Preferably, the felt disks 24 are formed from a synthetic material such as polyester. Polyester is a manufactured fiber in which the fiber-forming substance is any long chain synthetic polymer composed of at least 85% by weight of an ester of a substituted aromatic carboxylic acid, including but not limited to substituted terephthalate units,
and para substituted hydroxy-benzoate units,
wherein the fiber is formed by the interaction of two or more chemically distinct polymers (of which none exceeds 85% by weight), and contains ester groups as the dominant functional unit (at least 85% by weight of the total polymer content of the fiber), and which, if stretched at least 100%, durably and rapidly reverts substantially to its unstretched length when tension is removed. See Federal Trade Commission (FTC) definition, 16 CFR § 303.7.
Even more preferable, the synthetic material is made from polyethylene terephthalate (PET). In particular, it is preferable to use felt formed from 6 denier PET fiber. This preferred fiber may be obtained from KOSA (type 295 6 denier) at P.O. BOX 10004, Spartanburg, S.C. 29304-4004. The fiber is then made into a non-woven felt using conventional felt processes. The felt may be obtained, for example, from Hollinee Felt, 28001 W. Concrete Drive, Ingleside, Ill. 60041.
While the preferred embodiment of the invention uses PET for the felt fiber there are other materials that may also be used to form the synthetic felt. For example, the fibers forming the felt disks 24 may be made out of polytetrafluoroethylene, polyamide (e.g., nylon), or polyimide. Still other synthetic fibers may also be used provided that the fibers are still ductile at cryogenic temperatures (i.e., around 40 K to around 150 K) and the fibers have acceptable specific heat values and very low thermal conductivity values.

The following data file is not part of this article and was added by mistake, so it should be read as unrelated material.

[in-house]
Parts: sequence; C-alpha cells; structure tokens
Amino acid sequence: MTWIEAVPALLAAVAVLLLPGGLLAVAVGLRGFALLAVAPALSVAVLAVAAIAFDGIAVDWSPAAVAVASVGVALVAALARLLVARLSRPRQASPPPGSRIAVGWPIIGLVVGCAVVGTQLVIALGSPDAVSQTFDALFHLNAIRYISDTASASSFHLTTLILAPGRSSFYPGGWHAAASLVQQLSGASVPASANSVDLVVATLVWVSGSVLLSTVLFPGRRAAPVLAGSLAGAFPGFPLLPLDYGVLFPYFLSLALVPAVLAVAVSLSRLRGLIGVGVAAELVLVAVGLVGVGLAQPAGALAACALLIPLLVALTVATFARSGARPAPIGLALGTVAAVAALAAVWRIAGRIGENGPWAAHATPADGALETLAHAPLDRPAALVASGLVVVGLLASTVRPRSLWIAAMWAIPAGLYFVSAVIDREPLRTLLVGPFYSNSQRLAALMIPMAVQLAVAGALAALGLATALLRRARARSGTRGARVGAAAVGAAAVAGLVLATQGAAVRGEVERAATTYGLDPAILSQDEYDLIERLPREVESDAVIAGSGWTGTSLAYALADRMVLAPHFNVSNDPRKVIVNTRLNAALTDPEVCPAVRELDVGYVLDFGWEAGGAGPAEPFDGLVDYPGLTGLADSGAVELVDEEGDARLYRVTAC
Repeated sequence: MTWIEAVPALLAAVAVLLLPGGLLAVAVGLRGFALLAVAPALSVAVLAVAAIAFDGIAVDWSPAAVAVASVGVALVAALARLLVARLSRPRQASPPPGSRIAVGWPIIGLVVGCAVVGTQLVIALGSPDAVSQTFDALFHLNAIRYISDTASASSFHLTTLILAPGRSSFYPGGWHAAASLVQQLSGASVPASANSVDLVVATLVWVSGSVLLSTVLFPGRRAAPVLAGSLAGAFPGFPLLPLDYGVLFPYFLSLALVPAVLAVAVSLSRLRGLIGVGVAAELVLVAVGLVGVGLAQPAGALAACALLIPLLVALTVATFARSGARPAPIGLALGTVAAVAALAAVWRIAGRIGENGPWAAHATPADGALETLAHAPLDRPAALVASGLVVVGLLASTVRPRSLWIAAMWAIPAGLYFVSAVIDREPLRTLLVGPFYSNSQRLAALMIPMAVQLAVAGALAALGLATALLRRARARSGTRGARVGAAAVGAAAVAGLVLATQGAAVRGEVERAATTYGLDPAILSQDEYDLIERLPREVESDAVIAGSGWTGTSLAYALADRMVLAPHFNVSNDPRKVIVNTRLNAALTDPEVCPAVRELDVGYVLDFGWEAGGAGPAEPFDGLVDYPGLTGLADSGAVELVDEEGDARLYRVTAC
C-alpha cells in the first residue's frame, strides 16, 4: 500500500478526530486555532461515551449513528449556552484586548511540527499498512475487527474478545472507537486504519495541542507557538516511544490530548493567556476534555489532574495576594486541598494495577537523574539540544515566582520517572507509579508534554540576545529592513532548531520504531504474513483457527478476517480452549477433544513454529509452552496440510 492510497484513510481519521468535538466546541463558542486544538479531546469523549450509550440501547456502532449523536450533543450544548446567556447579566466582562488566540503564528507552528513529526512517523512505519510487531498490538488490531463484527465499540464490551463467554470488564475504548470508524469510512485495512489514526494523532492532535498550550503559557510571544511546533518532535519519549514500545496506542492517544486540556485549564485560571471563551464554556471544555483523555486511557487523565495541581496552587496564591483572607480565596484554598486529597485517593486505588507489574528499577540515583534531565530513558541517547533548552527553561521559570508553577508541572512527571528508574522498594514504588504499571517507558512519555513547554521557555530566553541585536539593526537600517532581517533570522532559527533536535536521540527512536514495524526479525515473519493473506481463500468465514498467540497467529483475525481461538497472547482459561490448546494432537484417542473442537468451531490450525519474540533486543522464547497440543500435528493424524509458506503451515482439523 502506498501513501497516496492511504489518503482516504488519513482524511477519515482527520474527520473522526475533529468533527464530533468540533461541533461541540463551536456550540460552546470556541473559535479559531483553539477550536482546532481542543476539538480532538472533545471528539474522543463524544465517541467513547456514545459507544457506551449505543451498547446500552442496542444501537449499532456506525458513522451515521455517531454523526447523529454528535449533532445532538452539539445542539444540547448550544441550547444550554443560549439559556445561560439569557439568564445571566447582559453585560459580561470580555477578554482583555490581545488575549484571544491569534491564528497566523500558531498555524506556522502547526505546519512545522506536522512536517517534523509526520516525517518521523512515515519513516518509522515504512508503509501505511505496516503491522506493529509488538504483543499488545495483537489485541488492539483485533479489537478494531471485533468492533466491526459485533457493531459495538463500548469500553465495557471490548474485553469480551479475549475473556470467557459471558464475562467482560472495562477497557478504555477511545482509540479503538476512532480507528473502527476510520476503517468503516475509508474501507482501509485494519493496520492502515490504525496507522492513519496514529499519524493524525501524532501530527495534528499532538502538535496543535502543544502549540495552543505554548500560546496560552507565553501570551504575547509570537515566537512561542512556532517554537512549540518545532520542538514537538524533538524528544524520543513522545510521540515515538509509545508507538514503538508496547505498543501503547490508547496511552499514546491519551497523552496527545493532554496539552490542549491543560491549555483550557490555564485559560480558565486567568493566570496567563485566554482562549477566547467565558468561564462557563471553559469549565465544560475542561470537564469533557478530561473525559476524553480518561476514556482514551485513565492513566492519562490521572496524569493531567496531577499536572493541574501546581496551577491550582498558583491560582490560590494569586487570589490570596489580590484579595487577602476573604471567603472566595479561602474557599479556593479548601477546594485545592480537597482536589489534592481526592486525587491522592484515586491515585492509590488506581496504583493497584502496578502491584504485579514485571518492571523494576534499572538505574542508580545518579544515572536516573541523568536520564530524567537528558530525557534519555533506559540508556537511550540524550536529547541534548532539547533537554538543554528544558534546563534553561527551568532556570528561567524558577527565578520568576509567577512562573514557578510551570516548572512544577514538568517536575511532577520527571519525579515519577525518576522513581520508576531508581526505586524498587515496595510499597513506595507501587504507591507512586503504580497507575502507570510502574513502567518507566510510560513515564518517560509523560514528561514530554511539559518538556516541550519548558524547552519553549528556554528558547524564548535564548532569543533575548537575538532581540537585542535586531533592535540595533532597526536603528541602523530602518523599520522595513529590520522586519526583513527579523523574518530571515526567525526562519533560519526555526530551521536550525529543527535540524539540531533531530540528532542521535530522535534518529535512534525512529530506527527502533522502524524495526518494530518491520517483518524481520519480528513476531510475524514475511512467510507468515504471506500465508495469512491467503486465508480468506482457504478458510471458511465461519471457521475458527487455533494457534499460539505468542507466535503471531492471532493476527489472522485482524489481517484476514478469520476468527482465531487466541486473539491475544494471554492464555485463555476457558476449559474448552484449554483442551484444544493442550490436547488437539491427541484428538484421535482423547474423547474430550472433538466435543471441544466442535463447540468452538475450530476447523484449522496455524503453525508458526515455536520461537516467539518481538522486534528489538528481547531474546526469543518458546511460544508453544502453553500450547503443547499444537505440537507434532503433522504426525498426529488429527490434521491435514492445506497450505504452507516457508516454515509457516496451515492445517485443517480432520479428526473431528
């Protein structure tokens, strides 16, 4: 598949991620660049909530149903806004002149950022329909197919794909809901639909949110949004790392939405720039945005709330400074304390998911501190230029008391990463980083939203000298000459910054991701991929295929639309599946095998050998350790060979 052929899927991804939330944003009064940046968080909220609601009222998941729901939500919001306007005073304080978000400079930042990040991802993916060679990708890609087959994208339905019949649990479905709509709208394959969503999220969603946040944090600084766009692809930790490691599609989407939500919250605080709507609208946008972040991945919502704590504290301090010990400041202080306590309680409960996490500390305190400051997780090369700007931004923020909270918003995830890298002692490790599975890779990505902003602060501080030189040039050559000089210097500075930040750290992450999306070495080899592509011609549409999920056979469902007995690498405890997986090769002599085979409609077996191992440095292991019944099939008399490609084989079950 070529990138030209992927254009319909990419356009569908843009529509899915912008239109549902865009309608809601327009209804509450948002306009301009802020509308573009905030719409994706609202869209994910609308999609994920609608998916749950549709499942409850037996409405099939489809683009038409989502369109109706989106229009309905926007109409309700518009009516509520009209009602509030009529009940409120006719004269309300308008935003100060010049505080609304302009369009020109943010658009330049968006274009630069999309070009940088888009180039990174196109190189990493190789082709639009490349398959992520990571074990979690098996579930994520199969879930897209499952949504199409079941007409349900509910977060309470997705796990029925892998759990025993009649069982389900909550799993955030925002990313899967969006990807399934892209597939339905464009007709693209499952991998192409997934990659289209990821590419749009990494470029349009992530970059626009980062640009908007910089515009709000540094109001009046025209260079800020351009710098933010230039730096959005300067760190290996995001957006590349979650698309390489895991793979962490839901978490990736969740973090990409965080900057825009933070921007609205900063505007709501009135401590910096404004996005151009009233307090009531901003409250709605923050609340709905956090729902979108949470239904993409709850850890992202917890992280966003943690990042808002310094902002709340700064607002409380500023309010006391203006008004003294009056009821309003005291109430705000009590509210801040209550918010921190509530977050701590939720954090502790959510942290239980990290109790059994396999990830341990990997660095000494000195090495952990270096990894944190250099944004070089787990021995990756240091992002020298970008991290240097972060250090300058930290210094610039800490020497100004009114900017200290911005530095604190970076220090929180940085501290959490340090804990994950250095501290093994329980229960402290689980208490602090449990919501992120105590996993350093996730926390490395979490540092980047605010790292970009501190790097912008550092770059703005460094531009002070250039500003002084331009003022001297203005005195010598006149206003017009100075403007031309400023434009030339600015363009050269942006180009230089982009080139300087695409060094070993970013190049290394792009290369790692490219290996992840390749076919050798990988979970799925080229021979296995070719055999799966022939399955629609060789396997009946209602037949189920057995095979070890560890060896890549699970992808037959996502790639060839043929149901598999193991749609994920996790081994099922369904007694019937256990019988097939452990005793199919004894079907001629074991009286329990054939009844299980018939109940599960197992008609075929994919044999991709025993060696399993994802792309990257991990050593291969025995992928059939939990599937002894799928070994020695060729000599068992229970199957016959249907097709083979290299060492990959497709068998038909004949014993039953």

It is preferable to clean the disks 24 to ensure that contaminants are not deposited within the moving components of the cyrocooler 2. Once the felt is obtained, the felt disks 24 are produced by mechanically punching out individual disks 24. The felt disk 24 is then cleaned in an ultrasonic cleaner using a water-based detergent. The felt is then heated below its melting temperature until the material is completely dry. As stated above, the punch is chosen to produce disks 24 that have an outer diameter D that is greater than the inner diameter of the displacer 10.
After the felt disks 24 are punched, the individual felt disks 24 are loaded into the displacer 10. For manufacturing purposes, the number of felt disks 24 required for the displacer 10 is known in advance. As such, the correct number of felt disks 24 can be easily loaded by a single person by simply stacking the correct number of disks 24 inside the displacer. The disks 24 may be required to be tamped down to make sure that there are no voids contained within the displacer 10. In contrast to the manual loading of polyester wads or balls, this method produces a consistent amount of regenerator material 22 within the displacer 10. In addition, the felt disks 24 are easily loaded into the displacer 10. The person loading the disks 24 does not have to forcibly jam the disks 24 inside the displacer 10 as commonly happens when the balls or wads of polyester are used. Finally, the displacer 10 is closed by capping the displacer 10 with a cap (not shown).
FIG. 3 illustrates a loaded displacer 10 having eighteen felt disks 24. At either axial end of the displacer 10 are a plurality of holes 26 that permit the working fluid 6 to enter and exit the displacer 10. Arrows C shown in FIG. 3 schematically illustrates the flow of working fluid 6 through the plurality of felt disks 24. The number of disks 24 per displacer 10 can vary depending on the design of the cryocooler 2. Preferably the cryocooler 2 is loaded with a sufficient number of felt disks 24 to achieve the required heat transfer and acceptable pressure drop. With the particular embodiment disclosed herein, it is generally preferable to use between about 15 and about 20 felt disks 24 per displacer 10 with a helium flow rate of 2.2 slpm. As seen in FIG. 1, additional holes 28 may be present at the cold end of the displacer 10 to further aid in heat transfer.